8. Under the general vote, large organizations like Trade Unions, GM, The Golf Club, Senior’s Organizations, Church Groups, and the Ethnic Clubs whose members live over the whole city had inordinate ability to influence voter choices through favouring candidates who would cater to the wishes of the large group…so council members become responsible to and representative of the wishes of the large groups because they want to insure the group support in delivering election votes. This is wrong! Council must continue to represent individual ratepayers and individual neighborhoods and not large organizations in the city.
  9. Under the general vote, all politicians are responsible for everything. In any system where everyone is responsible for everything, no one takes responsibility for anything. Therefore under a general vote, Oshawa would return to the sleepy “do-nothing” place that it once was rather then the vibrant place it is becoming. This would be similar to wiping out all responsibilities in your workplace. If you can imagine such a scenario, the workplace would quickly become non-productive...similar to a General Vote Council.
  10. Because people have little influence under the general vote, voter participation goes down.
  11. Under the General Vote campaigning takes place remote from the school gyms and church basements of local neighborhoods.
  12. Under the General Vote, voters cannot become familiar with the large number of candidates appearing on the ballot and thus vote only for the familiar names…the incumbents. The last General Vote had an 11X17 ballot with close to 100 names when all of the offices were included. How could you possibly make an informed choice. It is tough enough with the 3, 4 or 5 names appearing on the ward ballot.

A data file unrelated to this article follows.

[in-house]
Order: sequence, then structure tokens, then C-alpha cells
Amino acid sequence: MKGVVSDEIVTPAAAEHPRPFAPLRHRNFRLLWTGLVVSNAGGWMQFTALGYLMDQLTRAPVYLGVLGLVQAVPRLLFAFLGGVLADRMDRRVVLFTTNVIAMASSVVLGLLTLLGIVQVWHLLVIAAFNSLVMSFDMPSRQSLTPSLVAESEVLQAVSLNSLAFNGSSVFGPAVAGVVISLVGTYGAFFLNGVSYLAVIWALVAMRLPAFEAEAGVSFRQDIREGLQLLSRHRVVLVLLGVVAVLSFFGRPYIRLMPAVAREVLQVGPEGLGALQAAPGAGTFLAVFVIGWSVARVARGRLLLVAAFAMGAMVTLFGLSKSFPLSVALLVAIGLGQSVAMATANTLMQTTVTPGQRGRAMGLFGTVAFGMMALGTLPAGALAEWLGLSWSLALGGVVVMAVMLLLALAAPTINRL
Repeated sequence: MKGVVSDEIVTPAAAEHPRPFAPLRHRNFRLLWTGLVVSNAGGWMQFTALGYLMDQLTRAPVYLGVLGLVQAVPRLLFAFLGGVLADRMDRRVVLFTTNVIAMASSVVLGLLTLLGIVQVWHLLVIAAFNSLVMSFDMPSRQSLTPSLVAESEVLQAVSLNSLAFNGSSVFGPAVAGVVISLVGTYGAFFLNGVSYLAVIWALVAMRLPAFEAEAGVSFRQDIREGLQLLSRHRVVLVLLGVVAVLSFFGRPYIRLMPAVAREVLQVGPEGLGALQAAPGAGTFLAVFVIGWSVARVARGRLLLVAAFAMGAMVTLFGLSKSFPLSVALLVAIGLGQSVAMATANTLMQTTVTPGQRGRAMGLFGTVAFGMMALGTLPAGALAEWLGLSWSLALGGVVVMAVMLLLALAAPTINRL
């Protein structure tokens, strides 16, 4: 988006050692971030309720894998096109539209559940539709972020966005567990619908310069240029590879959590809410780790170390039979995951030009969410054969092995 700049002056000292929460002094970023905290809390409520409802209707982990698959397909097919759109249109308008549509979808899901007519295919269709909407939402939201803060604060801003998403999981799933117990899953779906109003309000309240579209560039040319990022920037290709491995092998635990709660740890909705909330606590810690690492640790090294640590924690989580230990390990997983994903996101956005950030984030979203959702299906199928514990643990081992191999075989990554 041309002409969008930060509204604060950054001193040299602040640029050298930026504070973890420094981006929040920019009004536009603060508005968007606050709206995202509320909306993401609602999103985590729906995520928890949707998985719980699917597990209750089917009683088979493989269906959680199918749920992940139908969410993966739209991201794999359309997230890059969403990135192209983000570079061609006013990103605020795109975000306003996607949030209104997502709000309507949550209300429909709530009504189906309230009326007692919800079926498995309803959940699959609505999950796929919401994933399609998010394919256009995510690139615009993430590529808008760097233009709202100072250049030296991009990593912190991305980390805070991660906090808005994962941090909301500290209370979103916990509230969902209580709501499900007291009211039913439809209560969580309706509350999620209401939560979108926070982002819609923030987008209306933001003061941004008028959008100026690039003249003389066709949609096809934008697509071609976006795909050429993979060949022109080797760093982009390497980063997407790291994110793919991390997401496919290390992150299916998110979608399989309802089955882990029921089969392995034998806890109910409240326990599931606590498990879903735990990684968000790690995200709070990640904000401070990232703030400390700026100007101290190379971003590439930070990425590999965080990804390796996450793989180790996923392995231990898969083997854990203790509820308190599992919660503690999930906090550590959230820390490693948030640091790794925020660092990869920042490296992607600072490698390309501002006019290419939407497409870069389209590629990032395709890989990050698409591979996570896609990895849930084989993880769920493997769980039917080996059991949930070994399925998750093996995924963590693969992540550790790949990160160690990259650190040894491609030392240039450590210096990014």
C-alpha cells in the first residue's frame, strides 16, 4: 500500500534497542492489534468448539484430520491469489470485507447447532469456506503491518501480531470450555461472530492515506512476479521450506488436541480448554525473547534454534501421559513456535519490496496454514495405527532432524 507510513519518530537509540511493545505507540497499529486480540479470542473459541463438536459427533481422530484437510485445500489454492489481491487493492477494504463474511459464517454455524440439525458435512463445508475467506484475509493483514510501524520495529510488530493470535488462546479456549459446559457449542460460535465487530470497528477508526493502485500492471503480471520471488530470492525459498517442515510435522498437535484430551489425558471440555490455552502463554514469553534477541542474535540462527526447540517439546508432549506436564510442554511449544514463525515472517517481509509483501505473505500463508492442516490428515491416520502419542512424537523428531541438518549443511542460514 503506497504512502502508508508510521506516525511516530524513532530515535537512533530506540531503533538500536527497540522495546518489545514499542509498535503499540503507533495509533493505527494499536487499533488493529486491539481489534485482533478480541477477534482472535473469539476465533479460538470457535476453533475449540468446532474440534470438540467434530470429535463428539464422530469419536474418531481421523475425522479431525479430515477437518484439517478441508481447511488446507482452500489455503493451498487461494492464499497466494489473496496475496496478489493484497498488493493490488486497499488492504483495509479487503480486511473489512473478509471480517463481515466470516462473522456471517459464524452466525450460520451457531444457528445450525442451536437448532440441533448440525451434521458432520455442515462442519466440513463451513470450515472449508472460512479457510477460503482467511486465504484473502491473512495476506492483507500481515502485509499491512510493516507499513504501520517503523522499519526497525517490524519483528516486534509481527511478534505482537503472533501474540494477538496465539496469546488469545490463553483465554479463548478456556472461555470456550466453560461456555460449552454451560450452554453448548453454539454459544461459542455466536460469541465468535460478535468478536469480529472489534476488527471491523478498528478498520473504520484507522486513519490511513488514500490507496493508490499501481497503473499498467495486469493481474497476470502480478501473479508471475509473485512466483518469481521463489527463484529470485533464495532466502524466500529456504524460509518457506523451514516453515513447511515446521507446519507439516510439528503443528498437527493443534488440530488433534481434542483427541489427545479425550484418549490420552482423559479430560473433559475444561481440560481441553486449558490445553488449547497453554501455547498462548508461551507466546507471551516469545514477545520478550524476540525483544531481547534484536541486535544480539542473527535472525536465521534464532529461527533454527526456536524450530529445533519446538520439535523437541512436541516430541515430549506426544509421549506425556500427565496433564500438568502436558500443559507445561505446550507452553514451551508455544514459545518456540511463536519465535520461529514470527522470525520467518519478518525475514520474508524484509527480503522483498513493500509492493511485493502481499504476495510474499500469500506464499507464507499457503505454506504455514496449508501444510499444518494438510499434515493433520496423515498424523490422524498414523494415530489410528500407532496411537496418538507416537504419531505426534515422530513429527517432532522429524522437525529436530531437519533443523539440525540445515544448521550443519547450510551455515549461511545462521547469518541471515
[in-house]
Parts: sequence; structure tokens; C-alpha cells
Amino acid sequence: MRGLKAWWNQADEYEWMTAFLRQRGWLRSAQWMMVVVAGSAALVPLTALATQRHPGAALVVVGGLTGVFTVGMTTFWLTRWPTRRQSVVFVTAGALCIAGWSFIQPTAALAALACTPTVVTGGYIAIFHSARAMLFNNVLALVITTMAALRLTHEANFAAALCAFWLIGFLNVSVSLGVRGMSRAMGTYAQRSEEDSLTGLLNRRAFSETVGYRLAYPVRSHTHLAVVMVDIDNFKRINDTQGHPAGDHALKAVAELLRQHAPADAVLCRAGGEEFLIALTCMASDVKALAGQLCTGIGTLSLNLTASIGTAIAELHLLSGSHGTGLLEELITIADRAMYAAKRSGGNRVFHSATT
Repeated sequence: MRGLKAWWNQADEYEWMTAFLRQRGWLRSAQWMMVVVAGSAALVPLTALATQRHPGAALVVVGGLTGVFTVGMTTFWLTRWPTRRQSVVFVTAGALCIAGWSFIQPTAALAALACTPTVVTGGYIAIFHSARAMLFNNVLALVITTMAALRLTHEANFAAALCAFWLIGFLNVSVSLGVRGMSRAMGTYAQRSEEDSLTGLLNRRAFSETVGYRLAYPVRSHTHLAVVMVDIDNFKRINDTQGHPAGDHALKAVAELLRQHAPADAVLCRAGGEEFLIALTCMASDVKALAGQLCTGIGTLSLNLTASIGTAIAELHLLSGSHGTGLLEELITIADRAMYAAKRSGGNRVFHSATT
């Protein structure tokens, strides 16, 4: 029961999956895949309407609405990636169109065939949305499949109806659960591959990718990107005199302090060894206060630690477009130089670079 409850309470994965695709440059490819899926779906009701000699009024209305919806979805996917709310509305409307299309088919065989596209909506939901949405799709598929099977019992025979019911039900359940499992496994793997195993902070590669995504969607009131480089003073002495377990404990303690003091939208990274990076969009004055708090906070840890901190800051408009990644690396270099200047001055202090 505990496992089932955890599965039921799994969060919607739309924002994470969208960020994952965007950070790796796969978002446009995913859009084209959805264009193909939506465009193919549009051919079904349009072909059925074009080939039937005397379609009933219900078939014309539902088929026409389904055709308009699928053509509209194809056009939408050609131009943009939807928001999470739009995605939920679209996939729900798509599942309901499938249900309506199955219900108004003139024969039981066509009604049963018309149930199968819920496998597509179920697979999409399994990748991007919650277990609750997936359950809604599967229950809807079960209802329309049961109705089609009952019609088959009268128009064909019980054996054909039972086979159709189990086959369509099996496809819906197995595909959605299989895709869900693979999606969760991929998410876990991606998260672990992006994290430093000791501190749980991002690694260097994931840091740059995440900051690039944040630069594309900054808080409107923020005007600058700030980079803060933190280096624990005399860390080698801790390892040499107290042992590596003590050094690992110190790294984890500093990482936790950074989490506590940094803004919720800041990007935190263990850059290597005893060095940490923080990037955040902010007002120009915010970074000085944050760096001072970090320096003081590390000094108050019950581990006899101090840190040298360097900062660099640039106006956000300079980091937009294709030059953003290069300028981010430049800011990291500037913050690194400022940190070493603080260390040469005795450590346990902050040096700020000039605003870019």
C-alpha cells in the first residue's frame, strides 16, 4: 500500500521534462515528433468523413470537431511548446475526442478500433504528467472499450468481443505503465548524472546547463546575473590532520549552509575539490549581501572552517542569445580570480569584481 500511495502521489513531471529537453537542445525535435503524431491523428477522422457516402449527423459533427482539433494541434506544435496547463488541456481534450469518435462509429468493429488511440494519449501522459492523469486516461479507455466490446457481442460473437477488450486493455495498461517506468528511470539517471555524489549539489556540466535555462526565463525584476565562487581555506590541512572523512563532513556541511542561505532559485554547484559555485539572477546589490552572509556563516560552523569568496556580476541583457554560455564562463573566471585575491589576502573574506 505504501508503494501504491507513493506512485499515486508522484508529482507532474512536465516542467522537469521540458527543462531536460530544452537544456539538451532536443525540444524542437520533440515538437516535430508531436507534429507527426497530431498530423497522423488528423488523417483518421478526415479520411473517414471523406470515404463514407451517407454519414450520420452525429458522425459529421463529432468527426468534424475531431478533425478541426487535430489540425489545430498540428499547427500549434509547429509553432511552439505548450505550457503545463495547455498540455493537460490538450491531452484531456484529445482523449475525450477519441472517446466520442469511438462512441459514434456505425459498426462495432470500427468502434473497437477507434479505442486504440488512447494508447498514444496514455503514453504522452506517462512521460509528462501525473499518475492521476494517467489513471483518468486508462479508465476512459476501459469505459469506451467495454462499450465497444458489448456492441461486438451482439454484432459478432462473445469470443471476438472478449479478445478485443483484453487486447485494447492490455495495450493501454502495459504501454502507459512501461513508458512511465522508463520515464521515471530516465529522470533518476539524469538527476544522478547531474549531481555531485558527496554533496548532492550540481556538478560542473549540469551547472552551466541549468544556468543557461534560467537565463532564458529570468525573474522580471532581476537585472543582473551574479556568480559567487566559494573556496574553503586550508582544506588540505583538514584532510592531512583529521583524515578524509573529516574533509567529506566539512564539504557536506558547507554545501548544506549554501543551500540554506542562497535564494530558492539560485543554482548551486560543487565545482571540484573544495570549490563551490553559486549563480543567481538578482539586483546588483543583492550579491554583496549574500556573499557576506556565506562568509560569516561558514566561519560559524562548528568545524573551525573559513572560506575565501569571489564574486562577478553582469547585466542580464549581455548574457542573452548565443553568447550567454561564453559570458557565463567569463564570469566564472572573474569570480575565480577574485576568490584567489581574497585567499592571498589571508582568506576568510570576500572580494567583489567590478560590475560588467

13. There is no jurisdiction the size of Oshawa in Ontario that has the General Vote. The General Vote in Oshawa would be similar to having all MP’s run on one ballot across the country and the makeup of the House of Commons being the top 308 vote getters from across the country on a giant ballot containing thousands of names. You would never get to know what the candidates stood for and you could well imagine that vast areas of the country would be unrepresented. Much vocal dissension, name calling, jumping up and down, and publicity campaigns would result so would-be politicians could promote their names to get re-elected. The result would be that the bulk of winning candidates would come from Ontario and Quebec, the populous Provinces, leaving most areas of the country unrepresented. That was what happened in Oshawa under the General Vote….dissension, dissension, and more dissension without any real progress with the council members residing in only a few sections of the city.
  14. In a General Vote Council, every member is an election competitor for votes with every other member. Therefore a General Vote Council can become very dysfunctional with each Councillor criticizing others and trying to outdo them for press.